Social Media To Blame For Donald Trump

Unfortunately, it’s our fault. We allowed the news media to pivot from a public trust to a series of troubled public companies, having their economic underpinning chewed away by social media platforms and digital distractions. The result, a tacit agreement that we could all watch a “Reality TV Host” bark terrible racist and sexist rhetoric and tell ourselves he was just performing for the cameras. A despicable public ploy to draw in the outcast, disenfranchised, and angry.

While the media (both ‘old’ and ‘new’) ignored basic journalistic principals and didn’t ask the questions that are now coming to light. Trump as a business person isn’t a success; he’s a media creation. His taxes would make that starkly evident. But we allow him to run as a business leader — without any evidence that his claims are based on facts. And the mess we find ourselves in won’t be sorted until we find a way to fund a free and open press without being forced to have them scramble for clicks and an increasingly smaller piece of the digital pie.

We’ve seen candidates before embracing new forms of communication. FDR was able to connect with radio. JFK was a president who embraced TV. For Trump, it’s social media. Twitter, Instagram, Snapchat, and Facebook. Trump is built for the 140 character universe. His ceaseless creating of controversial sound bites feeds the micro-media machine sucking up every news cycle with stunts, attacks, and political jabs.

And the wall-to-wall coverage of Trump by conventional media has fed the Trump base.

Les Moonves of chairman of CBS told the Morgan Stanley Technology, Media, and Telecom conference in February that Trump “may not be good for America, but it’s damn good for CBS. The money’s rolling in and this is fun. I’ve never seen anything like this, and this going to be a very good year for us. Sorry. It’s a terrible thing to say. But, bring it on, Donald. Keep going.”

As CNN media reporter Brian Stelter explains it: “Trump is the media’s addiction. When he speaks, he’s given something no other candidate gets. That’s wall-to-wall coverage… He sucks up all the oxygen.” But Trump’s massive lead in old media hardly explains where we’ve ended up.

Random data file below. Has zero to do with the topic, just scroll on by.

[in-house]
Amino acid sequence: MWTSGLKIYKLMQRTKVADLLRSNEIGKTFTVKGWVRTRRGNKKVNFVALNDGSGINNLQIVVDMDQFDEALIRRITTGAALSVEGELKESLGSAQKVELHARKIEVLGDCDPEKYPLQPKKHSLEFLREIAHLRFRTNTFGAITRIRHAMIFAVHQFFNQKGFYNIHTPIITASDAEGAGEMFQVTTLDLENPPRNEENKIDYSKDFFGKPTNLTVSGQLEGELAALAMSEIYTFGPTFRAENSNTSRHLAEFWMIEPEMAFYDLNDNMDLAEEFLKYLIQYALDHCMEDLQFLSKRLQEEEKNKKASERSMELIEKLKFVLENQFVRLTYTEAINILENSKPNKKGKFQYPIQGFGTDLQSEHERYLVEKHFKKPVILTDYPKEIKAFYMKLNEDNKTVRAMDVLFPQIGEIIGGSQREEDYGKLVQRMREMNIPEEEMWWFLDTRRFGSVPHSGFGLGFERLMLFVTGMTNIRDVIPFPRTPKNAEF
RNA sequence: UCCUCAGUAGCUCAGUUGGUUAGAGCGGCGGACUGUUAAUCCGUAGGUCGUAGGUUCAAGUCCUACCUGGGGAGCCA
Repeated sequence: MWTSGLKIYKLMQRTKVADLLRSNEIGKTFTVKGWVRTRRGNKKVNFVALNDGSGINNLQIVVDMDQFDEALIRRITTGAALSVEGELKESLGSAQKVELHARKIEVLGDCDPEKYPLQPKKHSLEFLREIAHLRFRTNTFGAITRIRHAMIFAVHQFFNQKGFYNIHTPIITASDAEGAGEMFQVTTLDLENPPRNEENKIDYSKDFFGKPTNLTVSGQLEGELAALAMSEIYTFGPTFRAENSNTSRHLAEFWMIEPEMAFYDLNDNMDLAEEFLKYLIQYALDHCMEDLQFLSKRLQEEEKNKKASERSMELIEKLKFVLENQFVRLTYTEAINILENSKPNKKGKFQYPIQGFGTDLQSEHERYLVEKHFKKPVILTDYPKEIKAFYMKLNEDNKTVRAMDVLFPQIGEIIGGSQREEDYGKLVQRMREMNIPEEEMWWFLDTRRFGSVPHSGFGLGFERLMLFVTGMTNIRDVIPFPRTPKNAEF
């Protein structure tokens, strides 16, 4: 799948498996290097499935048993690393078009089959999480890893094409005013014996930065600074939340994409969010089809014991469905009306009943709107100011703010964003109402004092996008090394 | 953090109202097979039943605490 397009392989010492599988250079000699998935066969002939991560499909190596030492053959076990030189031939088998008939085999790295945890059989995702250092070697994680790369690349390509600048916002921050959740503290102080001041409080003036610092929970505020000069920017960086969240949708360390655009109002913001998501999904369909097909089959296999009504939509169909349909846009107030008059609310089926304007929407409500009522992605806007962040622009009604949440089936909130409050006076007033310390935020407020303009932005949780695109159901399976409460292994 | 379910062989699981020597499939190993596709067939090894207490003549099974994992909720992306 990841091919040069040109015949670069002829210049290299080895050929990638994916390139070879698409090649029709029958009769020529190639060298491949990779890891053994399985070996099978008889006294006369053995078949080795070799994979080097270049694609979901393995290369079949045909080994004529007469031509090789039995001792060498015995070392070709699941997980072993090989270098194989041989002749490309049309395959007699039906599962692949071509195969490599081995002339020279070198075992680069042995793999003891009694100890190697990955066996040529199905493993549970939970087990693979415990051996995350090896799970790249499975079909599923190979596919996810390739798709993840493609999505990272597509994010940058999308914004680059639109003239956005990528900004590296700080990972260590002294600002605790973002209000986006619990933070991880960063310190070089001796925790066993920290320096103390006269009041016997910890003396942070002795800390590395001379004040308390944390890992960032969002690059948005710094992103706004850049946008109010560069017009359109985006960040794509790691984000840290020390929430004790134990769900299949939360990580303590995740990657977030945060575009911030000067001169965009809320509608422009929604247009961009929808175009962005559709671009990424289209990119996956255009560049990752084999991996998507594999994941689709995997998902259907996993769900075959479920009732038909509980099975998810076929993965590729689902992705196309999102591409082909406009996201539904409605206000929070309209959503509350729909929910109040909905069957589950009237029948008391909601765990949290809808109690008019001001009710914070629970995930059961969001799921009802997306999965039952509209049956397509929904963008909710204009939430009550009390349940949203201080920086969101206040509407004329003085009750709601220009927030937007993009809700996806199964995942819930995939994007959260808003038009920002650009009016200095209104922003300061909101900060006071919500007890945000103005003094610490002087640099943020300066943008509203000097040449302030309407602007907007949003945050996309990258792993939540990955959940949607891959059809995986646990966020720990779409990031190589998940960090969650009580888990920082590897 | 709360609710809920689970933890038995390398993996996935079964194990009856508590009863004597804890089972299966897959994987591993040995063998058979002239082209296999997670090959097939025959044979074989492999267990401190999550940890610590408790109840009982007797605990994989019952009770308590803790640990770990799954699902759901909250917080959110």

“We all know that social media can facilitate bullies and fortify the weak and cowardly, which can be mistaken for the authenticity of speaking your mind,” said Neal Gabler, a senior fellow at the Lear Center for the Study of Entertainment and Society. “Trump is the decontextualize-in-chief. Social media — in fact, the Internet generally — have also recalibrated our focus by democratizing information; not the access to it, but the lack of discrimination among bits of information. The Internet is a great disinformation machine where anyone can say anything.”

As Gabler explains it, the atomization of information into short, unrelated, digital ’snacks’ has a clear result. “Politically, this fragmentation has major ramifications. Context is reason. Context is what enables us to weigh and judge. Context removes impulse. And this is really why you cannot conduct a serious campaign on social media. Context disappears”

While critics and media pundits have tried to explain away Trumps rise during the primaries, they seemed taken by surprise when he continued to win elections and then win the nomination and become the GOP candidate. But Gabler says it’s easy to see in retrospect how the changing nature of media synced with Trump’s style and rapid-fire short-form output. “Donald Trump is the candidate of impulse running against candidates of calculation,” said Gabler. “He is the king of the one-liner, the insult, the proudly politically incorrect slur. And that is a central reason why disaffected Republicans have rallied to him. He is nothing but bites.”

We’ve ended up facing the consequences of the trivialization of public discourse. Words matter. Language matters. Ideas matter. And when we replace a campaign of ideas with a battle waged in 140 character zingers, we end up facing a crisis that can only be described as a challenge to our democracy. Democrats and Republicans find themselves in a rare moment of alignment. No matter what your party or your politics, you can’t stand idly by when conversations about the future direction of our republic devolve into a stream of insults, demeaning phrases, and schoolyard bully tactics.

It’s time to stop holding politics up to entertainment standards. The ideas and issues of our nation deserve better.